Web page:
West Antarctic Glacier Disintegrating Rapidly: First Hand Account
The effects of climate change on Antarctica seem to be coming more clearly into focus recently. At least based on things posted here on TreeHugger. For a very interesting first hand perspective on what's happening down there, Yale Environment 360 is running an interview with NASA's Robert Bindschadler, who is part of a team monitoring the Pine Island Glacier in West Antarctica. It's a detailed interview, but here are the answers to the questions most people will probably want to know: How fast is the glacier melting and what does this mean for global sea level rise? Keep reading to find out:Moving Over 1 Foot Every HourLocated some 1,400 miles from the nearest US base at McMurdo, Pine Island Glacier and its neighbor, the Thwaites Glacier are thinning rapidly,
There are two places in Antarctica that are really changing rapidly. One is the Antarctic Peninsula, where ice shelves are disintegrating, and the glaciers that feed them are accelerating into that open [ocean] embayment. And the other place is along the north coast of West Antarctica, and primarily these glaciers, Pine Island Glacier and Thwaites Glacier. And we see the largest rates of thinning right at the coast, and then it decays in magnitude as you go inland. And that's a pretty obvious signature that change is being triggered right at the coast, and it's just propagating inland.Unspoken Consensus: IPCC Sea Level Rise Predictions Too LowSo what does all this Antarctic melting mean for global sea level rise?
This ice shelf, which five years ago was moving about 2.5 kilometers a year, is now going about 3.5 kilometers a year, and that converts to a foot an hour. It's just racing along, an astonishing rate of change. And the reason we're concerned is that this leads to more ice being discharged from the continent, and that ice, as it goes into the ocean, raises sea level around the world. And because so many people live at the coast, that draws our attention to Antarctica, and how fast the ice sheet is shrinking. We know that in the big picture, Earth is getting warmer and there's going to be less ice. But we don't know the details -- how fast, how much sea level is going to go up -- and that detail is really important because humans around the planet are so sensitive to even a tiny change in sea level.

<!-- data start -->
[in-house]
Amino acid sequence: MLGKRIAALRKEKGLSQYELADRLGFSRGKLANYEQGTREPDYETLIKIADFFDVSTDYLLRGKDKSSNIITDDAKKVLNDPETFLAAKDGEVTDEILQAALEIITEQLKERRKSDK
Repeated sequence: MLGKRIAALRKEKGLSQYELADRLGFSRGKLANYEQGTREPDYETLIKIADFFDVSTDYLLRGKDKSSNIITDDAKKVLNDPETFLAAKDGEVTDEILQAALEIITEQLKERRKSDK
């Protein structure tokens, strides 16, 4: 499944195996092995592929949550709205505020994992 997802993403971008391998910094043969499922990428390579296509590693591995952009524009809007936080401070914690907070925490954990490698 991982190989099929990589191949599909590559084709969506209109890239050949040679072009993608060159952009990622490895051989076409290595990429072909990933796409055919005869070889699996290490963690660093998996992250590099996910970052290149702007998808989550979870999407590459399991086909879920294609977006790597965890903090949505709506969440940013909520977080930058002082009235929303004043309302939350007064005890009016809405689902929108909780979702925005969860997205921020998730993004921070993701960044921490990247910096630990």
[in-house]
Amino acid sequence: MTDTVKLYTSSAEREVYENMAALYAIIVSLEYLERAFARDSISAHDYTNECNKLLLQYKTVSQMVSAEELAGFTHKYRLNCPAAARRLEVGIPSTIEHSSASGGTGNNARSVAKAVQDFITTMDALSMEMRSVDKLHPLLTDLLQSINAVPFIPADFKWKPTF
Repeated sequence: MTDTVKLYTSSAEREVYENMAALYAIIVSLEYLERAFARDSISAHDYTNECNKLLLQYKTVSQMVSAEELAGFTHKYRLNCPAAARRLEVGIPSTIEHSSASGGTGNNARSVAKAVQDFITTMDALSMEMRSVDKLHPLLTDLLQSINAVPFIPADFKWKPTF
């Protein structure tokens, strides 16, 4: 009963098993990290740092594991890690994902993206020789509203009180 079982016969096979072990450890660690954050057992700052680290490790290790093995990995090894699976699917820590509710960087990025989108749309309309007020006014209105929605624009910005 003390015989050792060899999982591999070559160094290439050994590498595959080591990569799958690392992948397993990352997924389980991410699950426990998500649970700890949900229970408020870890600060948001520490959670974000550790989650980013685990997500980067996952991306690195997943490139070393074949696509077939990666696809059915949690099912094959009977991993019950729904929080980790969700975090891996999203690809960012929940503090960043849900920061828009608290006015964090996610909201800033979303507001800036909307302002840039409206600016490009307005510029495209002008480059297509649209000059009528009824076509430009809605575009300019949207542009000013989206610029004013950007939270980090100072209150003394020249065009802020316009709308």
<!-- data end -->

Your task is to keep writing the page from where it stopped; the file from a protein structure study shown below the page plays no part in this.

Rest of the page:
e360: I know that the IPCC was saying maybe 1.5 feet or a half-meter of sea level rise in the 21st century. Is it your opinion that we could be looking at significantly larger sea level rise?
Bindschadler: Yeah, I think there's sort of an unspoken consensus in my community that if you want to look at the very largest number in the IPCC report, they said 58 centimeters, so almost two feet by the end of the century. That's way low, and it's going to be well over a meter. We may see a meter by the middle of the century.
And if this behavior that we're seeing in Pine Island, and even Greenland continues -- and we don't see any reason why it wouldn't continue -- well, over a meter by the end of the century, I think is almost certain.
e360: And some people are saying that two meters is certainly not out of the realm of possibility in the 21st century.
Bindschadler: Absolutely. That's correct, yeah.
For more details from Antarctica read: Keeping a Watchful Eye On Unstable IceGlobal Climate Change, AntarcticaECO-MYTH BUSTER: Antarctica Heating Up, Not Cooling as Widely Believed (Video)It's Official: Human Activity is Warming Both the Arctic and AntarcticGlacier Melt Warming Signs from the Antarctic (Video)Kiss Penguins Goodbye if the Planet Warms 2 Degrees Celsius: WWF